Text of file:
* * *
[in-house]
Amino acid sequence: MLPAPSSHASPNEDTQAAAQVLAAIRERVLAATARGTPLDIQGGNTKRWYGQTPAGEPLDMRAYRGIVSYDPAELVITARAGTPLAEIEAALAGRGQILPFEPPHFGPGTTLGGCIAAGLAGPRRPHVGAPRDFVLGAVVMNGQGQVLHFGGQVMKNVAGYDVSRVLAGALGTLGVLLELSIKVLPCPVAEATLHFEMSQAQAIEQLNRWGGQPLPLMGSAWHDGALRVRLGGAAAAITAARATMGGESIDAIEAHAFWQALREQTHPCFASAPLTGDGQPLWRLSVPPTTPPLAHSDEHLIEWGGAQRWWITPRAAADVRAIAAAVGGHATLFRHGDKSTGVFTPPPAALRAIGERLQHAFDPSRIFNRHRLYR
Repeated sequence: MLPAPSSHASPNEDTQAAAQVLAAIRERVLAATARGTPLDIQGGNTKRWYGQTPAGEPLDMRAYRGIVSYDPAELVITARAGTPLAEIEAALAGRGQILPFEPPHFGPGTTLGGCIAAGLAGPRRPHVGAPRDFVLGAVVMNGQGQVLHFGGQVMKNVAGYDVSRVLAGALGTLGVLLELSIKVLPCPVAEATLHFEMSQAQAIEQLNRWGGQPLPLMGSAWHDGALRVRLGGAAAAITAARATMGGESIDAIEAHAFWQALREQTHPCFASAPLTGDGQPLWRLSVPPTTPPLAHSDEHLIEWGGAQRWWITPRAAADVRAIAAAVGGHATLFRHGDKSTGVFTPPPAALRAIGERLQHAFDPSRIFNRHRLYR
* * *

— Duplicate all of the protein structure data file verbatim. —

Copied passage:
[in-house]
Amino acid sequence: MLPAPSSHASPNEDTQAAAQVLAAIRERVLAATARGTPLDIQGGNTKRWYGQTPAGEPLDMRAYRGIVSYDPAELVITARAGTPLAEIEAALAGRGQILPFEPPHFGPGTTLGGCIAAGLAGPRRPHVGAPRDFVLGAVVMNGQGQVLHFGGQVMKNVAGYDVSRVLAGALGTLGVLLELSIKVLPCPVAEATLHFEMSQAQAIEQLNRWGGQPLPLMGSAWHDGALRVRLGGAAAAITAARATMGGESIDAIEAHAFWQALREQTHPCFASAPLTGDGQPLWRLSVPPTTPPLAHSDEHLIEWGGAQRWWITPRAAADVRAIAAAVGGHATLFRHGDKSTGVFTPPPAALRAIGERLQHAFDPSRIFNRHRLYR
Repeated sequence: MLPAPSSHASPNEDTQAAAQVLAAIRERVLAATARGTPLDIQGGNTKRWYGQTPAGEPLDMRAYRGIVSYDPAELVITARAGTPLAEIEAALAGRGQILPFEPPHFGPGTTLGGCIAAGLAGPRRPHVGAPRDFVLGAVVMNGQGQVLHFGGQVMKNVAGYDVSRVLAGALGTLGVLLELSIKVLPCPVAEATLHFEMSQAQAIEQLNRWGGQPLPLMGSAWHDGALRVRLGGAAAAITAARATMGGESIDAIEAHAFWQALREQTHPCFASAPLTGDGQPLWRLSVPPTTPPLAHSDEHLIEWGGAQRWWITPRAAADVRAIAAAVGGHATLFRHGDKSTGVFTPPPAALRAIGERLQHAFDPSRIFNRHRLYR